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I hope this is not a "homework" question, but I'm having a bad time trying to figure this out. Available literature proposes 3 equations to calculate the coupling constant during a Broken-Symmetry approach:

\begin{align*} J(1) = \frac{-\left ( E_{HS}-E_{BS} \right )}{S_{max}^{2}} \\ J(2) = \frac{-\left ( E_{HS}-E_{BS} \right )}{S_{max}\left ( S_{max}+1 \right )} \\ J(3) = \frac{-\left ( E_{HS}-E_{BS} \right )}{\left \langle S_{HS}^{2} \right \rangle-\left \langle S_{BS}^{2} \right \rangle} \end{align*}

I'm intrigued by the fact that, from the equations, the more the system have unpaired electrons, the minor will be $J_{ab}$. Why does this happen? Doesn't more unpaired electrons increase magnetic momenta (and an increase in magnetic coupling))?

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  • $\begingroup$ What do you mean by minor and $J_{ab}$ (to which $J$ does this refer)? $\endgroup$ – Deathbreath Jun 29 '16 at 15:56
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I hope I have understood your question correctly.

For illustrative purposes, I will restrict myself to the Hartree-Fock picture. In a broken spin system, e.g., UHF, the spin state is not a good quantum number. That is to say that the UHF wavefunction need not be an eigenfunction of $S^2$ or $S_z$. For example two complexes with a single unpaired electron each will combine three singlet states (two ionic states and one open-shell) and three triplet states ($m_s\in \{-1,0,1\}$).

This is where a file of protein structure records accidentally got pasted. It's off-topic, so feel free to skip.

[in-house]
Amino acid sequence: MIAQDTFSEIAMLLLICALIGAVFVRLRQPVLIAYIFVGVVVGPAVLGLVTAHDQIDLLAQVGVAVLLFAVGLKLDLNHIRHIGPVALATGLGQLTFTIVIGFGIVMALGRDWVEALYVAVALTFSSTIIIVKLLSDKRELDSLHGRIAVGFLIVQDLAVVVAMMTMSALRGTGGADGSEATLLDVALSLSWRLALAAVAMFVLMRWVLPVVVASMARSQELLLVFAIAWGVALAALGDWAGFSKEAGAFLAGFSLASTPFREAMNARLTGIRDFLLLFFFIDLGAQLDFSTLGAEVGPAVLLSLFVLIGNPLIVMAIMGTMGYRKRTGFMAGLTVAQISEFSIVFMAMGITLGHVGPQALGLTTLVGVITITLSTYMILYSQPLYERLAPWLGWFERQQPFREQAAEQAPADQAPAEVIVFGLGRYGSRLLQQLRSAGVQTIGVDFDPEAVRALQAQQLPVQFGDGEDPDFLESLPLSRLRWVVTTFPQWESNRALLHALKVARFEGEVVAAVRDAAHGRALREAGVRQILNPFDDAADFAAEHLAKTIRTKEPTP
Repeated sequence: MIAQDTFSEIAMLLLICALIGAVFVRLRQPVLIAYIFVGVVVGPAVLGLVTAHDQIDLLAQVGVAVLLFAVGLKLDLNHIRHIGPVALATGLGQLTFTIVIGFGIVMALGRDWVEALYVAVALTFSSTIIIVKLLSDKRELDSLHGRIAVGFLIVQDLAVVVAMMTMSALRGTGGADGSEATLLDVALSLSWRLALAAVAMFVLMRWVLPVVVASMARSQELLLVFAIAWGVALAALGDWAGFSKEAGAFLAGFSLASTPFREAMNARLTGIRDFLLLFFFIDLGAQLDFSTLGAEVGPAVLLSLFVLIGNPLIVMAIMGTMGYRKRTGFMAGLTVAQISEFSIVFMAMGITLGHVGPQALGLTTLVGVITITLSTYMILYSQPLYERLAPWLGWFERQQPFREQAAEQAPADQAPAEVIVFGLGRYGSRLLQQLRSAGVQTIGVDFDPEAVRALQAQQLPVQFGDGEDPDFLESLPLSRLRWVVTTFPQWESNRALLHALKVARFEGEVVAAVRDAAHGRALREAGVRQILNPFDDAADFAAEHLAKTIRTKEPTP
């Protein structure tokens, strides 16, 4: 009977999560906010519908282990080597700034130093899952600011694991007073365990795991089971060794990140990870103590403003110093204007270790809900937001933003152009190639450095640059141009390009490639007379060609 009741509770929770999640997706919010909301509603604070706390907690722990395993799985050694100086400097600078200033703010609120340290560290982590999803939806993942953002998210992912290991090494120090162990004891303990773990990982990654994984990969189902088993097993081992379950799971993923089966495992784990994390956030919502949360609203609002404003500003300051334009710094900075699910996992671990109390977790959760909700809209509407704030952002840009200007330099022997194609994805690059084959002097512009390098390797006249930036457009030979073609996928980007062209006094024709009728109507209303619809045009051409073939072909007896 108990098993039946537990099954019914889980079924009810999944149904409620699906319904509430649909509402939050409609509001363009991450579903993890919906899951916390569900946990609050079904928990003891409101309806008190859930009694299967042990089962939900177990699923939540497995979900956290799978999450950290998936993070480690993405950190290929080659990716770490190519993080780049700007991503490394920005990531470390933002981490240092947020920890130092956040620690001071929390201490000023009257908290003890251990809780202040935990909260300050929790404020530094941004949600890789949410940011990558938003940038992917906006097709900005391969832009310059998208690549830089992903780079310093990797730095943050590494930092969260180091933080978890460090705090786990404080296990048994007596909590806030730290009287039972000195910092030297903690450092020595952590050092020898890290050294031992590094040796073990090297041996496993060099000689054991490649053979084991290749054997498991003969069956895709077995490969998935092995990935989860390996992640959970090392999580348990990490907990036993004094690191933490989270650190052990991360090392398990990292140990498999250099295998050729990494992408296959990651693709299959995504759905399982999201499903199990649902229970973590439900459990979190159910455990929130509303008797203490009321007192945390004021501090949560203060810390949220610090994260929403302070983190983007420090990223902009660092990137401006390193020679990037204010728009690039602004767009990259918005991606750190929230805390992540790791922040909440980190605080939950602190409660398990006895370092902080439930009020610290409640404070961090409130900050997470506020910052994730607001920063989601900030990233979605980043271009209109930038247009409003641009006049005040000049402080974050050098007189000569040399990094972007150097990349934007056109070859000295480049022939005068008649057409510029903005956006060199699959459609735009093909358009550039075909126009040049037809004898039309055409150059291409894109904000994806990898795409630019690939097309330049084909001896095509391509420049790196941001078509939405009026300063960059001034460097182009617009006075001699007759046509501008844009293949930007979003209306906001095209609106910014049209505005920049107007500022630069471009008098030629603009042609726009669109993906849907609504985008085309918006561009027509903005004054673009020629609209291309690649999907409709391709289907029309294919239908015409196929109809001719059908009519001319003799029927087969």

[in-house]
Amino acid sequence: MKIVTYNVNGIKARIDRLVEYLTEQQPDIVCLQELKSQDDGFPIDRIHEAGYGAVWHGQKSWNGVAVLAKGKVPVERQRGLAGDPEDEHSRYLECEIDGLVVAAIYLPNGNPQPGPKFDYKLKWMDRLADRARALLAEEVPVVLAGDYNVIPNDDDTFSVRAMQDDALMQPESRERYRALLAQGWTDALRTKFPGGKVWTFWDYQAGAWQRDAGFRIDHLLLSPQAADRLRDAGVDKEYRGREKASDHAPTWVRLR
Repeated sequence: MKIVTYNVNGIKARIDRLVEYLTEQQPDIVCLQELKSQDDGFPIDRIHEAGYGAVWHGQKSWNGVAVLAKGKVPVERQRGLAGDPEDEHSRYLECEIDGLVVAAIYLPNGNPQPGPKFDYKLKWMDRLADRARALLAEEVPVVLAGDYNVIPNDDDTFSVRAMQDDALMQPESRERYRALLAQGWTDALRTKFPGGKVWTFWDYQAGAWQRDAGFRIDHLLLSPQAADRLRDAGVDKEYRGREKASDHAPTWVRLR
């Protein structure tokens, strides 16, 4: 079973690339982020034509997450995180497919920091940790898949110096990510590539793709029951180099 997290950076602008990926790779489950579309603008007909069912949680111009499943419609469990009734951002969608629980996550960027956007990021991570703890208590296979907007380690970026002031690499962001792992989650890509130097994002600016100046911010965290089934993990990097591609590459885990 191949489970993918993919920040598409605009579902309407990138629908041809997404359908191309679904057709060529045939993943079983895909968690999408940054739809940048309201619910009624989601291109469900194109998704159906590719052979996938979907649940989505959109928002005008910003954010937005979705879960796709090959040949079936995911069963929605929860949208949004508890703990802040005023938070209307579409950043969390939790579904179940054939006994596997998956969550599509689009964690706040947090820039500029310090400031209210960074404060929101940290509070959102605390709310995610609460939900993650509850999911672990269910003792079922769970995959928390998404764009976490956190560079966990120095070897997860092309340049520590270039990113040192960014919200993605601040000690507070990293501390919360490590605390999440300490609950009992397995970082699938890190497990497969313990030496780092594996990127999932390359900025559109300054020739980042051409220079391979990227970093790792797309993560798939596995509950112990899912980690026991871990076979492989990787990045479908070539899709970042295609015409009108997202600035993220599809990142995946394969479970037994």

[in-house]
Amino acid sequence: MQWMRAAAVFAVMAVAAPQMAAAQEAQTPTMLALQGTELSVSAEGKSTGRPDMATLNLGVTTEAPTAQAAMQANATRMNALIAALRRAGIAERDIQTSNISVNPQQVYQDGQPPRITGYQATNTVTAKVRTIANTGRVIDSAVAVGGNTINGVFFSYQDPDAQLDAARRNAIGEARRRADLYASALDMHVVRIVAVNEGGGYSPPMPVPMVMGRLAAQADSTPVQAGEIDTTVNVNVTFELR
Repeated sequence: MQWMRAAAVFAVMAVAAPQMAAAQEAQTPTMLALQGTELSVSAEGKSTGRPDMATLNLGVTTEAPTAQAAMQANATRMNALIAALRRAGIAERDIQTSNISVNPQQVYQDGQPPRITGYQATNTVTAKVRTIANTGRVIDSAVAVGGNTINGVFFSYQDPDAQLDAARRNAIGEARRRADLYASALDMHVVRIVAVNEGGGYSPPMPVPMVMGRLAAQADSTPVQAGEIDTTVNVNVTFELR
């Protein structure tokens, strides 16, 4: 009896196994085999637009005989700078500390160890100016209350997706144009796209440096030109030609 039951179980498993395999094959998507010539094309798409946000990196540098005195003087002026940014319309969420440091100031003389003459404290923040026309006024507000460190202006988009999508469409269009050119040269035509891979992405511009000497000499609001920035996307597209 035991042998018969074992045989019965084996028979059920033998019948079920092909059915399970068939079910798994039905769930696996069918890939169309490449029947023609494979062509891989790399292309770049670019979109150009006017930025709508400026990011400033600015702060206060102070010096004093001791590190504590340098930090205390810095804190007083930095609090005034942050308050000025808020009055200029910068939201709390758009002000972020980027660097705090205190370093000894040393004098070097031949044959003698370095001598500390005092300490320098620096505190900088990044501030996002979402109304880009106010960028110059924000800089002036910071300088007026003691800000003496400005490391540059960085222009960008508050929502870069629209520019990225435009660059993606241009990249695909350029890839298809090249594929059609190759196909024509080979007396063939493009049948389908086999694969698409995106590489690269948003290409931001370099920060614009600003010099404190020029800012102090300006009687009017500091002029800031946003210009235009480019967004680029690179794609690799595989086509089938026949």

The open-shell singlet ($|\alpha\phi_1 \beta\phi_2|-|\alpha\phi_2 \beta\phi_1|$) and the $m_s=0$ triplet ($|\alpha \phi_1 \beta \phi_2|+|\alpha\phi_2 \beta\phi_1|$) states are not single Slater determinants. The singlet states need not be of the same energy, whereas the triplet states have to be degenerate for a Hamiltonian without explicitly spin-dependent components such as spin-orbit coupling. Hence, you have to accommodate for the multiple counting.

For higher spins, the degeneracy grows with $S_{max}$ and must be corrected accordingly. This does not imply that coupling necessarily decreases with higher spins.

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  • $\begingroup$ Thank you for your answer, @Deathbreath. I'm sorry if I haven't formulated my question in a clear way before (but you answered correctly). The doubt appeared when I was studying an isostructural coordination polymer of the kind [M(L)] (M is Co(II) or Co(II)). The comparison in energies from E(high spin) - E(singlet) is remarkable: Cobalt is 8,065 cm**-1 and copper is 0,804 cm**-1, but the coupling constants are very close: -0.9 for Co and -0.8 for Cu (with cobalt having more unpaired electrons). $\endgroup$ – Henrique Junior Jun 30 '16 at 21:22
  • $\begingroup$ So, from your answer, this difference in energy exists because if an atom has a higher multiplicity you still have to remember that the Hamiltonian is representing a "spin ladder" and not a single spin state, Correct? $\endgroup$ – Henrique Junior Jun 30 '16 at 21:22
  • $\begingroup$ I'm not sure what you mean by soon ladder, but the Hamiltonian commutes with $S^2$ and $S_z$, whereas the wave function is not a pure spin state. $\endgroup$ – Deathbreath Jul 2 '16 at 14:30

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